[pp.int.general] WIPO DG mentions Pirate Party in speech to Blue Sky conference

Amelia Andersdotter teirdes at gmail.com
Wed Mar 2 18:09:13 CET 2011

On 02.03.2011 11:39, Rick Falkvinge (Piratpartiet) wrote:
> Dr. Stallman's insistence on this is very well motivated. I have 
> noticed a tremendous attitude shift since I started using words that 
> conveyed the right values.
> As long as we allow people to get with the fuzzy "intellectual 
> property", we will:
> a) be unable to pinpoint the problems with copyrights, patents and 
> other monopolies, as we need to be specific about the problems, and 
> few of these problems apply across all monopoly kinds uniformly

This is downright false. All IPR is now subtituting physical PR and 
acting in the economic development (GDP) and on the market as if they 
were such. This goes for copyrights, patents, trademarks, database 
rights, data test rights(!!!), plant variety rights, cultural heritage 
rights, I may have forgotten something here so please add it to the list 
if you can iamgine.

We should /not/ be separating these different forms of (currently) 
property rights because they show a false market, false economic growth 
based on false or insecurely determined values that are currently only 
functioning as major enterprise safe-guards (yes, ALL of the above, not 
just Universal) if they are collected en masse (imagine big portfolios 
of papers determining which rights effectively can be assumed or 
determined to BELONG TO YOU, just like physical property). they all work 
under licensing agreements, which is something we're increasingly seeing 
with hardware (laptops, consoles, cars, ...) as well.

We should be talking about the problems with licensing (that is, "fake 
selling") or the problems with basing GDP growth on fiction (the only 
problem is that we probably don't /have/ enough property in the world to 
create constant growth so we 'd have to abandon the idea of non-economic 
policies :) but we'd have a policy that /works/ and would be consistent 
with reality rather than one that that makes less insightful people 
believe that we can change the market in a way that the market is 
actually not able to be changed into).

this is my problem with Stallman, and all people who choose to make the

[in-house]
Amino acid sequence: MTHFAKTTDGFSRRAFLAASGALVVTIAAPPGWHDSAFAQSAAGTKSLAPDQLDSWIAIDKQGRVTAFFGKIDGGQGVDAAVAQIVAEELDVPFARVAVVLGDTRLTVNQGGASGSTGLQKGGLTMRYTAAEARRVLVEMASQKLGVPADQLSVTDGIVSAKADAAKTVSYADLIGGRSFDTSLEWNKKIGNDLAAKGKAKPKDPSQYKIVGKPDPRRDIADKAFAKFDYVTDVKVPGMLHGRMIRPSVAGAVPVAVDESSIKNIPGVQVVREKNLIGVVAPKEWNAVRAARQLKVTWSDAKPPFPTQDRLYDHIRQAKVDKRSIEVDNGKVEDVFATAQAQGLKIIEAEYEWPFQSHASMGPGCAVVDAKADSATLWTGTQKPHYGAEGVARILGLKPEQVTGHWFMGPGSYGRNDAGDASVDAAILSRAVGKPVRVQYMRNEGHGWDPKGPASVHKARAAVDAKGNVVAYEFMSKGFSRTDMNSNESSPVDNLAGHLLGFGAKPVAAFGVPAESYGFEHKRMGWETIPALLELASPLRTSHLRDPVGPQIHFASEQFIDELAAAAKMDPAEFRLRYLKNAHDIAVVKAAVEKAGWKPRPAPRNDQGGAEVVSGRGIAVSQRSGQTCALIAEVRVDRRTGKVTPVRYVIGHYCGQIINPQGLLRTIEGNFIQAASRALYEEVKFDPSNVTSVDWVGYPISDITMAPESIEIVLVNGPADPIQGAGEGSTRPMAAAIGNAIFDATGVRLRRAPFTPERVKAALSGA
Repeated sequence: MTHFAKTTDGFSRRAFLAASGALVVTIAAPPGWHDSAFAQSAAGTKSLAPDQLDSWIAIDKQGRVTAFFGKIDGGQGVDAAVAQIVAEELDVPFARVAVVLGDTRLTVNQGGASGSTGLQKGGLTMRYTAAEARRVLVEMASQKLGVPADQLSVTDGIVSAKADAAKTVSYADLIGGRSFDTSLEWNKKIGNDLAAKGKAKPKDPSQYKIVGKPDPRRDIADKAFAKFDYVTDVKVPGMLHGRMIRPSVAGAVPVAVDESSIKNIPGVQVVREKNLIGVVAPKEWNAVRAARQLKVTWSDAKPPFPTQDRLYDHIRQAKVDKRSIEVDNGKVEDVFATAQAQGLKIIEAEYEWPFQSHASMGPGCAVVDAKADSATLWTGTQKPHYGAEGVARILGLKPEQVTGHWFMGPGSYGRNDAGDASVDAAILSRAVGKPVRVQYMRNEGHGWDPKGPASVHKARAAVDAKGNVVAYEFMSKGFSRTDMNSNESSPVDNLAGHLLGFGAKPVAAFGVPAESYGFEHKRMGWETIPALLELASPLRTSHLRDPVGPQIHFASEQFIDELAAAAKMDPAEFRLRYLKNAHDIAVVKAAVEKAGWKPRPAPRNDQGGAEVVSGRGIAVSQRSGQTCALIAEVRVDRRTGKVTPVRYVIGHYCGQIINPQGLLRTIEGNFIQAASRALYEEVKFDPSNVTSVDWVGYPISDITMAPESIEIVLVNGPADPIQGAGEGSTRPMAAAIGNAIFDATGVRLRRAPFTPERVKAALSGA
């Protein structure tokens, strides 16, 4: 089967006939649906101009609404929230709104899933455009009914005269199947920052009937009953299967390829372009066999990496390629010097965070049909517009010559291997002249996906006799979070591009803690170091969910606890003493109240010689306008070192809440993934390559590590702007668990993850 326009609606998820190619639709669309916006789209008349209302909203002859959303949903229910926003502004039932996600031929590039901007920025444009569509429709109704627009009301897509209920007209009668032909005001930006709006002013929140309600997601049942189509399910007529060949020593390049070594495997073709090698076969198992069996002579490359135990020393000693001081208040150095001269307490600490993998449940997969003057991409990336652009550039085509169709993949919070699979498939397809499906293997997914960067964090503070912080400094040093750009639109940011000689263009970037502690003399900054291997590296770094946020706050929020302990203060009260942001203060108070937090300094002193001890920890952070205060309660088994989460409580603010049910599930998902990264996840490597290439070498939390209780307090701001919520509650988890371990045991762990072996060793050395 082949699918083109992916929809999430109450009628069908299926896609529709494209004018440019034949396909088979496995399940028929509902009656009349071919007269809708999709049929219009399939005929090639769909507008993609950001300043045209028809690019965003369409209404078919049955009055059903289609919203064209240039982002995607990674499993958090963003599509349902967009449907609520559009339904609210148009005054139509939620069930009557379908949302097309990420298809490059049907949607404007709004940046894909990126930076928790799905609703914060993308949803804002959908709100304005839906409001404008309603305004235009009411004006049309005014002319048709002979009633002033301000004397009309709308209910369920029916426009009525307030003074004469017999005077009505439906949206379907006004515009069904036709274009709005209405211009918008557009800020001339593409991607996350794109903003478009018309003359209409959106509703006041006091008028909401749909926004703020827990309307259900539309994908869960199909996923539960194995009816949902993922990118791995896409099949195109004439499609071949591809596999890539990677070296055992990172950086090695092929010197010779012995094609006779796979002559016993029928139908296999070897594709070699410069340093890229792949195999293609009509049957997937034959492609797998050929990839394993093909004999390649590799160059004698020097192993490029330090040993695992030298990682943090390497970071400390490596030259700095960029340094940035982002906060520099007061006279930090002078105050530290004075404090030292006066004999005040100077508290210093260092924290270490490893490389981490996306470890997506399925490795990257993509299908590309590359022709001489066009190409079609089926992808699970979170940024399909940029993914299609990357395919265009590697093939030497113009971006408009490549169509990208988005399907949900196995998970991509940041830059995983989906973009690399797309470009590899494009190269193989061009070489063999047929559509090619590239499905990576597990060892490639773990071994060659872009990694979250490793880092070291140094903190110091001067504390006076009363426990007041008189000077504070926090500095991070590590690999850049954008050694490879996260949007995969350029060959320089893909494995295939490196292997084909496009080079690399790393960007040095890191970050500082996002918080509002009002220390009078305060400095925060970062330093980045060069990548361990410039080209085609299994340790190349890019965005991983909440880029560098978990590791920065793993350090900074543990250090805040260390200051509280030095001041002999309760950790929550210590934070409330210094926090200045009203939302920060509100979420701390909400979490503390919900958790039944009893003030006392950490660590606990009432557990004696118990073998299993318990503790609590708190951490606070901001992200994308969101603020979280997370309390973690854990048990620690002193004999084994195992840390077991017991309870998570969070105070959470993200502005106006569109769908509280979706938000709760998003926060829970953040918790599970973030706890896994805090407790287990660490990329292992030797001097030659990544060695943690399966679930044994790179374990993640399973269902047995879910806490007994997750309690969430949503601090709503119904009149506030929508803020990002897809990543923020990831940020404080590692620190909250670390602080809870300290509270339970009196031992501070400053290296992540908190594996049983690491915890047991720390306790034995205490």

same division he do es. I simply do not see any connection to have stuff 
actually are working in the IPR industries and a painful and also naïve 
misconception that we're living pre-NAFTA (1991).


> b) be susceptible to the "stealing" moniker
> c) lose out on the values we convey in using that language, as 
> property is a positive word
> It is for a reason that I never talk about the monopolies as property. 
> Never, ever. Even if other people use that term, I respond talking 
> about "copyrights and patents" if I want to talk broadly.
> *But it goes beyond that.* Words convey more than meaning, they convey 
> association and emotion. Failing to exploit this, when your antagonist 
> does so skillfully and continuously, will marginalize your followers 
> to people unable to feel or communicate emotion. I am sure we can all 
> identify the problems we had at one stage -- or still have, in several 
> contexts -- with getting the message to key extrovert people, social 
> supernodes. *This requires using supernode language.*
> In Sweden, we have managed to turn the people fighting for the 
> copyright monopoly from "artists" to "*the copyright industry*". 
> That's an immensely powerful meme.
> Not "the record industry", not "the music industry". The industry 
> which profits off of the copyright monopoly, pure and simple. "The 
> copyright industry". This meme has now spread to mainstream media, and 
> signals greed and law exploitation. Just talk about "the copyright 
> industry" constantly, and the meme will take hold, as it is a good 
> linguistic catchall for a major player in media.
> You will notice that I'm also constantly talking about *the copyright 
> monopoly*. Not "copyright" but "the copyright monopoly". This is 
> another of those bullets. Any word which is an X-right is, well, a 
> right. Therefore, it is important to turn the word into an adjective 
> describing what it really is: a monopoly.
> "The copyright monopoly" is slowly taking hold, and also works very well.
> Cheers,
> Rick
> On 03/02/2011 10:51 AM, Boris Turovskiy wrote:
>> Hi Richard,
>> you're extremely predictable, you know that? A Pawlow dog couldn't be as
>> trained as you are in finding every instance of "intellectual property"
>> and ranting about it, completely neglecting the other content.
>> Best,
>> Boris
>>> As one would expect from WIPO, he used the term "intellectual
>>> property" and thus made a statement so broad it hardly even relates to
>>> real criticism.
>> ____________________________________________________
>> Pirate Parties International - General Talk
>> pp.international.general at lists.pirateweb.net  <mailto:pp.international.general at lists.pirateweb.net>
>> http://lists.pirateweb.net/mailman/listinfo/pp.international.general
> ____________________________________________________
> Pirate Parties International - General Talk
> pp.international.general at lists.pirateweb.net
> http://lists.pirateweb.net/mailman/listinfo/pp.international.general

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